Honey & Jupiter is poignant and unsettling

A workshop performance at DaPoPo Theatre's Live-In Festival last weekend showed a promising play.

Honey & Jupiter is poignant and unsettling
Zach Faye

Honey & Jupiter opens on 16-year-old Jupiter (Lesley Smith) listening to pop music and reading on her bed. This seems a usual enough scene, until we meet Honey (Ailsa Galbreath), the embodiment of Jupiter’s eating disorder. Honey is the devil on Jupiter’s shoulder; she is the deeply internalized voice that puts immense pressure on young women to always be more of one thing and less of another. This is a workshop performance presented as part of DaPoPo Theatre’s month-long Live-In festival, and many elements of the script and staging are in obvious flux, but it is a treat to see a play at this stage in its development, particularly one with such promise. Halifax playwright (and Coast writer) Meghan Hubley has created a poignant script that portrays the disordered mind of a young woman. Honey & Jupiter is unsettling, funny, and ultimately, as is the hope with the best art, useful.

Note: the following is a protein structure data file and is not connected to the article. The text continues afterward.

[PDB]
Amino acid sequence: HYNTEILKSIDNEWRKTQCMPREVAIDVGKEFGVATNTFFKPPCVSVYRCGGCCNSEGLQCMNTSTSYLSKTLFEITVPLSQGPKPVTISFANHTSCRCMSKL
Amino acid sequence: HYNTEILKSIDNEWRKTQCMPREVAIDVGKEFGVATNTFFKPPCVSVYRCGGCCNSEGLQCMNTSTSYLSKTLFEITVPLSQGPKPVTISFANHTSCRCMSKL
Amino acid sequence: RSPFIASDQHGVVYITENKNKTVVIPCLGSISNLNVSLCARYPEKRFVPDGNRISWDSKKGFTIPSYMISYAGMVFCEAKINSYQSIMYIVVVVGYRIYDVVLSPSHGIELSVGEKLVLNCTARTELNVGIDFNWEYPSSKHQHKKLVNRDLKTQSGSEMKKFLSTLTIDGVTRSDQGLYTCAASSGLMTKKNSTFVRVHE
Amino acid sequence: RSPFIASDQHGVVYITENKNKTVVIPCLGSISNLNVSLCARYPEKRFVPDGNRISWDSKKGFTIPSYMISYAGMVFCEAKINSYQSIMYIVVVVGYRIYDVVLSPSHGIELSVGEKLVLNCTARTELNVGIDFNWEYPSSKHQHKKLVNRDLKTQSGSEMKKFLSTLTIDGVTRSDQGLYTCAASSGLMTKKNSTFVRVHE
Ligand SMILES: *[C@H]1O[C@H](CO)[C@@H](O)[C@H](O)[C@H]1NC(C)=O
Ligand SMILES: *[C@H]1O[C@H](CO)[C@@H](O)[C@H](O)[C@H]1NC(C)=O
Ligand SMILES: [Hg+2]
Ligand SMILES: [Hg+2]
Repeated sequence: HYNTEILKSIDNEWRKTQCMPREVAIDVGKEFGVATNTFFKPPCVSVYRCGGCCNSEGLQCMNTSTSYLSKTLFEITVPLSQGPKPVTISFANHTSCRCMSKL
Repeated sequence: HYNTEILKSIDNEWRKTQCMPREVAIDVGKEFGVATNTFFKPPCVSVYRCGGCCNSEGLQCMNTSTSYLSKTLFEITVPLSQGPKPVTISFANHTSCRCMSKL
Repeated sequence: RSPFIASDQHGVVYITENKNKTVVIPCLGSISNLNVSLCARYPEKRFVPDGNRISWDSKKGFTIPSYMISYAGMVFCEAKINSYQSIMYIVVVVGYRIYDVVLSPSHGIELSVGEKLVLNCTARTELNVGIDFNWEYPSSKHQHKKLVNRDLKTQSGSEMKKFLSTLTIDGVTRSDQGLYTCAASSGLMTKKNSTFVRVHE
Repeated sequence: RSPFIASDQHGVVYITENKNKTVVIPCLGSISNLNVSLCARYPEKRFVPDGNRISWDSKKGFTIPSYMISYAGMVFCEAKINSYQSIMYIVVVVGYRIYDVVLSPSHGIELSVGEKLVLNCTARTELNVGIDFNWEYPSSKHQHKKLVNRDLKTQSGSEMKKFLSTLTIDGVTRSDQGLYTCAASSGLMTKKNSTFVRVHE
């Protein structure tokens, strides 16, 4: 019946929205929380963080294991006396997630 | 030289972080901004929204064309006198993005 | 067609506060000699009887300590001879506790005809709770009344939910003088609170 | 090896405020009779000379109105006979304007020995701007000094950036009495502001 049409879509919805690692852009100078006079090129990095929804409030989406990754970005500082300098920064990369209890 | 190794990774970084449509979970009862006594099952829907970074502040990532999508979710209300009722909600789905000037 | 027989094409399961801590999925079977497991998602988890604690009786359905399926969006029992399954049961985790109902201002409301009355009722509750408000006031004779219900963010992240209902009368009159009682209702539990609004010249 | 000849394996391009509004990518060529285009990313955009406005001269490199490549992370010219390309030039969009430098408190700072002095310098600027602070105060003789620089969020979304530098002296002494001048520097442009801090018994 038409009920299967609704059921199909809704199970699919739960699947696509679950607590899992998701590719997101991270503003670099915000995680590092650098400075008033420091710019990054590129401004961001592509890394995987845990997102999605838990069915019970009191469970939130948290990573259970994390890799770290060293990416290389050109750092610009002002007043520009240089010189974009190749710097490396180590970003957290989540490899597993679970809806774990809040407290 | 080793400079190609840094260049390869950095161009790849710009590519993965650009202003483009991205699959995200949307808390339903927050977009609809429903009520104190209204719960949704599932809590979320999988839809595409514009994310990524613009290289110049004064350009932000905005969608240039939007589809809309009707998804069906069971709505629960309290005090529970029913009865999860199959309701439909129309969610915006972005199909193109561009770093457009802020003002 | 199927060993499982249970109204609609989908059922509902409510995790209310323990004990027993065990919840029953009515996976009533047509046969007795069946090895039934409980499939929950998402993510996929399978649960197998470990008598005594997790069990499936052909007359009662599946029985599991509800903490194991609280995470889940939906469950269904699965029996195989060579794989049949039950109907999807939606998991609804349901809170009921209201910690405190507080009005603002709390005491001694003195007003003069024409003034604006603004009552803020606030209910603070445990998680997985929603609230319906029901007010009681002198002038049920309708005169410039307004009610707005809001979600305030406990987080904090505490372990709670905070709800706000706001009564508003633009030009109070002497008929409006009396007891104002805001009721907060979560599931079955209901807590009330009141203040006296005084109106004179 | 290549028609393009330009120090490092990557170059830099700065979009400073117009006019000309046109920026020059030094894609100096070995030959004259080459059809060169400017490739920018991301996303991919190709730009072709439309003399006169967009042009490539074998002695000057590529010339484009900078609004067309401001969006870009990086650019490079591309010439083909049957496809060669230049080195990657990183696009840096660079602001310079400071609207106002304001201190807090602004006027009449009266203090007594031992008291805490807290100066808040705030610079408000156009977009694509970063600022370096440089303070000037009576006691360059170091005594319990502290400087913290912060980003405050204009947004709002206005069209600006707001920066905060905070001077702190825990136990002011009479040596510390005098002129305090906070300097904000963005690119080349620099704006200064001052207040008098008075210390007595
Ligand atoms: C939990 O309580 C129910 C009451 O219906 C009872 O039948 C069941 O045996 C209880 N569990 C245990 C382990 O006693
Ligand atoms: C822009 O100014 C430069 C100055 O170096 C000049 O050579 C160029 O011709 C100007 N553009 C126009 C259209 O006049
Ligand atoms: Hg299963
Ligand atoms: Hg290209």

Honey & Jupiter
Written by Meghan Hubley
Directed by Keelin Jack
Starring Lesley Smith, Ailsa Galbreath, and Karen Bassett

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